- October 20, 2016 -
This year’s presidential elections may have serious implications for the gold market since historically elections tend to influence financial markets as a whole. There are several theories about such an impact.
For example, according to the theory of the presidential election cycles, U.S. stock markets are weakest in the year immediately following the election of a new president. Thereafter financial markets generally improve until the cycle repeats itself with the next presidential election.
Since many believe gold is negatively correlated with the stock market, its price should move in the opposite direction of stocks during the presidential cycle. However, the price of gold is completely uncorrelated with the stock market and thus, not affected by swings in equity pricing associated with presidential election cycles. Instead, history shows a frequent drop in gold prices just prior to the election accompanied by an increase in price after.
While there’s a clear tendency for cycles to repeat, this election is unlike any other. Both candidates are so polarizing that it’s hard to conceive history repeating itself this time around. This year’s election is unique in that, at least outwardly, Ms. Clinton and Mr. Trump have such incredibly different ideas on the direction our country should take.
How would the election of Ms. Clinton affect the price of gold? As you can imagine, there’s no simple answer.
In the long run it’s likely gold would rise as Clinton’s predicted increases in domestic spending would negatively impact economic growth.
Her domestic agenda includes: raising taxes on the wealthy and on investments, raising the minimum wage, expanding Social Security and ObamaCare, and increasing public investment in education, infrastructure and clean energy. The public investment in infrastructure could support GDP growth; many analysts, however, believe her policy initiatives and the deficit spending that will be required to support them will eventually drag the U.S. economy down.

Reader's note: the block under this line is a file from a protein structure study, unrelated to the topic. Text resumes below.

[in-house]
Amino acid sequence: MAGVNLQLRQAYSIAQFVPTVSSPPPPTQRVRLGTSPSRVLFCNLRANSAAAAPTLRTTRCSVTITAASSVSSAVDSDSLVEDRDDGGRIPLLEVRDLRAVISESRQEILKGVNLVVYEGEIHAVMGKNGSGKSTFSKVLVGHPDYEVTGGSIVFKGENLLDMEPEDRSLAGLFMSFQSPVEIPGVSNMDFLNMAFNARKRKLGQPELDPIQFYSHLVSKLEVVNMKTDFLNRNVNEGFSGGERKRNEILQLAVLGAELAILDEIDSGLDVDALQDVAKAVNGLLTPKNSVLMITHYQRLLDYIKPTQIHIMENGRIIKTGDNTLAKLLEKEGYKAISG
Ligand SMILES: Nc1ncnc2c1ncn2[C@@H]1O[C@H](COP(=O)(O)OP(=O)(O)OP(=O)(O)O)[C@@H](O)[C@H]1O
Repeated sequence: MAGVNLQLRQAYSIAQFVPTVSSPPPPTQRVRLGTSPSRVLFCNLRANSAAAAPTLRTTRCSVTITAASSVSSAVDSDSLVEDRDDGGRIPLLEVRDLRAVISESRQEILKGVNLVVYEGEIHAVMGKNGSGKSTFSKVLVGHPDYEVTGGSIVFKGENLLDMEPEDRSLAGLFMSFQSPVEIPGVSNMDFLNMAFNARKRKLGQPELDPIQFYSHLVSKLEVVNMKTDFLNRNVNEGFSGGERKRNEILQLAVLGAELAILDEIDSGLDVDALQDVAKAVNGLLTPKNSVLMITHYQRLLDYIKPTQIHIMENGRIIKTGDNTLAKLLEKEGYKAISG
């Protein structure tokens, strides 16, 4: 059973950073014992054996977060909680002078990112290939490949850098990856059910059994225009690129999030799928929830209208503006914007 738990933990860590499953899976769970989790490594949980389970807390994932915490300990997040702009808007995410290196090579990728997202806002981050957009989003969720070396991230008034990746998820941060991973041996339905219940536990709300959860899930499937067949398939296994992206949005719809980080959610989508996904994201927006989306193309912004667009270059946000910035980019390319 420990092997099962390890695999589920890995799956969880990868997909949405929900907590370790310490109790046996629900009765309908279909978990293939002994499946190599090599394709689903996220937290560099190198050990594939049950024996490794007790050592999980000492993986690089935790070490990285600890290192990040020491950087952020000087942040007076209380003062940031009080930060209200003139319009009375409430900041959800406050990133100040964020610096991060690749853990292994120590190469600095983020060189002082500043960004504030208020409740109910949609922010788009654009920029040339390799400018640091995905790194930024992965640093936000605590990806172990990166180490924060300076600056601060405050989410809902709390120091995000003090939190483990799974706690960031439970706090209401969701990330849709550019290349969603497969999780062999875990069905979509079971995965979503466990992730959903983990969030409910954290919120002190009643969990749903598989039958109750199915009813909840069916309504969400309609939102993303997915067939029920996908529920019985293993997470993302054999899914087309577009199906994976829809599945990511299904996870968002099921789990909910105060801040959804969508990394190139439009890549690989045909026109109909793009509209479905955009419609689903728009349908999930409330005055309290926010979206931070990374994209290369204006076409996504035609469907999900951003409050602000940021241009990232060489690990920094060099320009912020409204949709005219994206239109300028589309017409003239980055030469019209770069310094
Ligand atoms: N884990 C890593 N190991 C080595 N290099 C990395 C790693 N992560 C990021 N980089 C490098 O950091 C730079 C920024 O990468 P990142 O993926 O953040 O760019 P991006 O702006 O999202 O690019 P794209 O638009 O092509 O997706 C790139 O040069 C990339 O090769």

Although there are arguably many risks associated with the financial sector, it’s not likely that Clinton’s public stance on stricter regulations would resolve existing problems. Many analysts feel the U.S. economy is already over-regulated due to the increased regulations enacted during the Obama years. Clinton will continue Obama’s policies, which in the long term will likely hurt economic growth and ultimately be positive for gold prices.
However, compared to Mr. Trump, Clinton is the establishment candidate. She was the First Lady, the Secretary of State, the Senator from New York. She gives speeches to large Wall Street banks. Compared to Trump, Clinton is more predictable–everyone knows more or less how a Clinton presidency would play out. Therefore, in the short term the price of gold should negatively correlate with the probability of a Clinton election.
If Clinton is elected, expect the price of gold to remain soft until the full impact of her tax and spend philosophy fully plays out. Her recent strength in the polls and subsequent weakness in gold prices may be coincidental but I suspect that trend to continue assuming she wins the election.
In other words, a Trump presidency should initially increase the safe haven status for gold while a Clinton presidency should initially decrease gold’s safe haven appeal. However, a Clinton presidency could offer those interested in precious metals the opportunity to buy gold and silver reasonably, at least early on in her term.
All that being said, those interested in precious metals should not buy gold or silver strictly based on the outcome of this or any election.
One has to look at the fundamentals including domestic and international monetary policies, technical data, supply and demand, international disputes and Federal Reserve actions amongst others that will ultimately determine precious metal values.
By Douglas Trinder
Precious Metals Broker, Jack Hunt Gold & Silver
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